Such an audacious plan appealed to Stalin's Bolshevik mentality and he approved it, with the encouraging and – characteristic – remark: "If you don't stop the Germans getting our oil, you will be shot, and when we have thrown the invader out, if we cannot restart production we will shoot you again." Baibakov fulfilled his mission, destroying oil installations as the Germans advanced, and when Stalin made him minister of the oil industry two years later, he commented that Baibakov must have nerves of steel.
By 1946 Soviet oil production was back to pre-war levels, and in recognition of his experience and success as an economics minister, Baibakov was twice put in charge of the Soviet general planning mechanism, Gosplan, in 1955-57 and 1965-85. Under his chairmanship, the Soviet Union expanded its industrial output five-fold and built thousands of five-story apartment buildings.
Central state planning of the whole economy was of course known to be flawed, and a distorted mirror of the real economy, even during the period of "stagnation" under Brezhnev, when those who knew the true facts were actively discouraged from bringing them to the leader's attention. Even Baibakov made efforts to open the eyes of the Politburo at various times. Identified by Khrushchev as an adversary who would not accept the criticism levelled against Stalin's memory in 1956, Baibakov was shoved "outside the tent" until Brezhnev took over at the end of 1964, at which time he was reinstated at Gosplan.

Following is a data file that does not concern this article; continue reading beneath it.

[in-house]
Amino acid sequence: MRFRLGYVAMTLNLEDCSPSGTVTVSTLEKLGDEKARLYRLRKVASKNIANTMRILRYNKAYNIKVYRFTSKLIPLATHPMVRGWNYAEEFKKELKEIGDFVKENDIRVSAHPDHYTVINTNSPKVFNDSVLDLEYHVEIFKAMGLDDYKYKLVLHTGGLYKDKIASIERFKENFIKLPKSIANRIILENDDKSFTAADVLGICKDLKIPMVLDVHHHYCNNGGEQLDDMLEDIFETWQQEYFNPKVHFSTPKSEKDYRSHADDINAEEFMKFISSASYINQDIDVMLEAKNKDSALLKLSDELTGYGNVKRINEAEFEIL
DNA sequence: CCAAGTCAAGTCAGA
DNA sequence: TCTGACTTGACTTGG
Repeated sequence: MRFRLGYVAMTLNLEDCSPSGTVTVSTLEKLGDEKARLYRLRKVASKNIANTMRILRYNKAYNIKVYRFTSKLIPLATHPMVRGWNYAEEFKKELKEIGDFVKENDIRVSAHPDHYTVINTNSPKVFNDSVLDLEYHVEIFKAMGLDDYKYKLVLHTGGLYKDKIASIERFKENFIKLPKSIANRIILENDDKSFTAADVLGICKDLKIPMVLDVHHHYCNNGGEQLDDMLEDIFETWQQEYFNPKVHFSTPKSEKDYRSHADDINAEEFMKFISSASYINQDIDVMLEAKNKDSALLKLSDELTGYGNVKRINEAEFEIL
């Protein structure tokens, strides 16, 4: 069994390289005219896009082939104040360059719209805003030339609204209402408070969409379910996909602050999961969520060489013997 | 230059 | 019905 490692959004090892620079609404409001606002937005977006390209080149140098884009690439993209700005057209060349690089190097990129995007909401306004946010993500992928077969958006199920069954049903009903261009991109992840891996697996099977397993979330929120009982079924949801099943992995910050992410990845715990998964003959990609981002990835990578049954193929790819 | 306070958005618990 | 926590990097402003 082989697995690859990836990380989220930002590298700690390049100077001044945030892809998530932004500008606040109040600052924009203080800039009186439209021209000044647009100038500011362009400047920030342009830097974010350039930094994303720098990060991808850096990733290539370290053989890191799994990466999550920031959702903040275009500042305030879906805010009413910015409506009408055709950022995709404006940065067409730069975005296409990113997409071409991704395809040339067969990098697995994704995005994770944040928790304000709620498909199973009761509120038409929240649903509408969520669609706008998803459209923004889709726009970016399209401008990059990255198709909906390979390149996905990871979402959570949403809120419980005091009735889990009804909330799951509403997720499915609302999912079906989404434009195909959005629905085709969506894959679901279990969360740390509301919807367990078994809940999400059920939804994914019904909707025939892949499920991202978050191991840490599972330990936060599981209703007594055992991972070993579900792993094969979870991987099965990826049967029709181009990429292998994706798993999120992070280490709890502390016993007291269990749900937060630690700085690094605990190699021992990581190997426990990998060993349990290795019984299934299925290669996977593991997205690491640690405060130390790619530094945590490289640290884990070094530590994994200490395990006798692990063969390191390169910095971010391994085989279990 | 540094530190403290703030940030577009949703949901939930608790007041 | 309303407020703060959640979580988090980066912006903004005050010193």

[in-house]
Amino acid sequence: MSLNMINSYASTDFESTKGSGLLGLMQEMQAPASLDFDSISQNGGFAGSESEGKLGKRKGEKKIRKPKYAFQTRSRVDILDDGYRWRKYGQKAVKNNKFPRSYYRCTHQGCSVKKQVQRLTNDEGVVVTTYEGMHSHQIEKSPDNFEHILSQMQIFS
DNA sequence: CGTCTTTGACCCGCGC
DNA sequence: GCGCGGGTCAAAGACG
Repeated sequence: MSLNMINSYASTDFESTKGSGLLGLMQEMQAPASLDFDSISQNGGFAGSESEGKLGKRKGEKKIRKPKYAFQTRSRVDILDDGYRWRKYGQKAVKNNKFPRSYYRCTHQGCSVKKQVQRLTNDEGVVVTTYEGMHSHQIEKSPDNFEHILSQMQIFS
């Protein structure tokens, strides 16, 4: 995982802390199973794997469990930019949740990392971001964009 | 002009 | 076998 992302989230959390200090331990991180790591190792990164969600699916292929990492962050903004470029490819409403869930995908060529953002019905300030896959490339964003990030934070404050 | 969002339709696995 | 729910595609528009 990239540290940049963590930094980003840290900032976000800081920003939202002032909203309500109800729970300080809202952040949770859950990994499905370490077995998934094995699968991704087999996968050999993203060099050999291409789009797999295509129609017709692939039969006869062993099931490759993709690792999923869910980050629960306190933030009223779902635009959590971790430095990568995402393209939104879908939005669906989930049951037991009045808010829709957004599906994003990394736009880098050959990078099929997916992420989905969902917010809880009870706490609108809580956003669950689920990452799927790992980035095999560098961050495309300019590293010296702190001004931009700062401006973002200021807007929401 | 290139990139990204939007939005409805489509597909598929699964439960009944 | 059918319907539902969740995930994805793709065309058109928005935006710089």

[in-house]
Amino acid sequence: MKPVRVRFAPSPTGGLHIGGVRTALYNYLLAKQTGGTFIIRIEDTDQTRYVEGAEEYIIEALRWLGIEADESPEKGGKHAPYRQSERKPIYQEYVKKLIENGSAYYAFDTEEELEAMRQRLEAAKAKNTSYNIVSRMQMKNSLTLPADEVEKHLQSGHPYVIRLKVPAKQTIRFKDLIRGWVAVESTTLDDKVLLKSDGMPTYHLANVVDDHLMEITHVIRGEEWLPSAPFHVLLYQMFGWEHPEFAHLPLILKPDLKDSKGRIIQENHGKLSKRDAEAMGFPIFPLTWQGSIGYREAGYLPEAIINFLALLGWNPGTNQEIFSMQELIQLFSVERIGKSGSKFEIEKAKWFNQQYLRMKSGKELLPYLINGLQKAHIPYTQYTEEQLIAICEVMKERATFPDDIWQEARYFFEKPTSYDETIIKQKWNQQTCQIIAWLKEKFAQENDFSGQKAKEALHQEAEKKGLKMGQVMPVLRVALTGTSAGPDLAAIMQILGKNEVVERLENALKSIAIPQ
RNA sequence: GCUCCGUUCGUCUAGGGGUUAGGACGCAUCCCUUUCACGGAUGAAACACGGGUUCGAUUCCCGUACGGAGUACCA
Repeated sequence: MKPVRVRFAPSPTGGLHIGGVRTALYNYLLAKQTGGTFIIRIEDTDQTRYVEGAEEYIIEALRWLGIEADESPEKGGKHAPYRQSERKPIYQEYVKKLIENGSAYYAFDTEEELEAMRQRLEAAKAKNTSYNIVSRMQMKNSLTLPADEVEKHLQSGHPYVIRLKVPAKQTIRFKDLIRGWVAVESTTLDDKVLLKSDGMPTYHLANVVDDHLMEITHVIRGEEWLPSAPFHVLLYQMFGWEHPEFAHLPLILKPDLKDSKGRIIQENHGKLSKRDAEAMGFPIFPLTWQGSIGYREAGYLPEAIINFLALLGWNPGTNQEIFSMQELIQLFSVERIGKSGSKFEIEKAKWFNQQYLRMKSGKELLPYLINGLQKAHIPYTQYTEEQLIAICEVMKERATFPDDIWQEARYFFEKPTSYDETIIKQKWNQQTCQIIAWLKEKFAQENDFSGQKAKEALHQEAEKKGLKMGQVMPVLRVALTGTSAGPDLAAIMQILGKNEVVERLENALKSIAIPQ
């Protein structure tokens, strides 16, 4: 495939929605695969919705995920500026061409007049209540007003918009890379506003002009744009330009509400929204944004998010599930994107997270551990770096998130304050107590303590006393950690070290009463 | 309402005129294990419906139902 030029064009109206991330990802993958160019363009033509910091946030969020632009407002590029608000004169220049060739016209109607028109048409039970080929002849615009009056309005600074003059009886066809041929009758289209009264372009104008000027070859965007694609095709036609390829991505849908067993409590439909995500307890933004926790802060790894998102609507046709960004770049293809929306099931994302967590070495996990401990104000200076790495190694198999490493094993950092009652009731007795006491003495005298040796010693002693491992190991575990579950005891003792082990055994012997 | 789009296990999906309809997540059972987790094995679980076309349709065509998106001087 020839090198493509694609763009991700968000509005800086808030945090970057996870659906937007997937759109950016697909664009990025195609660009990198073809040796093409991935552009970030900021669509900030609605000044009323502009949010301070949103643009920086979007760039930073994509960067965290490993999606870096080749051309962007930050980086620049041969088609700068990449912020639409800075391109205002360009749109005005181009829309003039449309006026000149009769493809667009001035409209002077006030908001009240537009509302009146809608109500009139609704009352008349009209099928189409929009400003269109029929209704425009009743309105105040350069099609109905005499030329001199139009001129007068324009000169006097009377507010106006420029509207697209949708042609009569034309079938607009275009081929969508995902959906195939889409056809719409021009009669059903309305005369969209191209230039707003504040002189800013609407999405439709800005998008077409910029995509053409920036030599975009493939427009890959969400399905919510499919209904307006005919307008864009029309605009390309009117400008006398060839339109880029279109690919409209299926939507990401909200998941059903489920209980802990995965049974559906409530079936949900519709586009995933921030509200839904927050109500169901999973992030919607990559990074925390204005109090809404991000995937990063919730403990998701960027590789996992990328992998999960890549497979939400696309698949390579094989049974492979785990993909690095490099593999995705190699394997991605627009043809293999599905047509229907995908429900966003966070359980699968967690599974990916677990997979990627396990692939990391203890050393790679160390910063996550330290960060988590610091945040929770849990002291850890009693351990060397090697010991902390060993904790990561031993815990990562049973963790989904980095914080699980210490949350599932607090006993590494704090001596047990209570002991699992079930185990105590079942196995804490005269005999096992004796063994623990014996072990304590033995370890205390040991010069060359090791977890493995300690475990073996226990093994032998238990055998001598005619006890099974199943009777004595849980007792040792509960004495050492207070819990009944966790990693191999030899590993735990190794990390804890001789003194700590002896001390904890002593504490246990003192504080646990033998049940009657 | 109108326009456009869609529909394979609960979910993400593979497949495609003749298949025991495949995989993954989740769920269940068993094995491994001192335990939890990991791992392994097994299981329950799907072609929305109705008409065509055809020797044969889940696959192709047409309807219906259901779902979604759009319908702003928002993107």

Under Brezhnev, ministers and high state officials came to appreciate the calmer life that replaced Khrushchev's more radical, unsettling ways, and Baibakov shared this feeling.
An unreconstructed Stalinist to the end of his long life, despite the evidence of archives and memoirs and the media, he refused to accept Khrushchev's charges against Stalin, acknowledging only that while there may have been "some isolated incidents of repression" Khrushchev's accusations were false and made only in order to increase his own authority as a leader. It is, however, noteworthy that when he needed large supplies of labour in the 1950s, his demands were satisfied by Lavrenti Beria, Stalin's secret police chief, who had all the slave labour required at the time. And he also conceded that Beria had had some of his oil officials shot.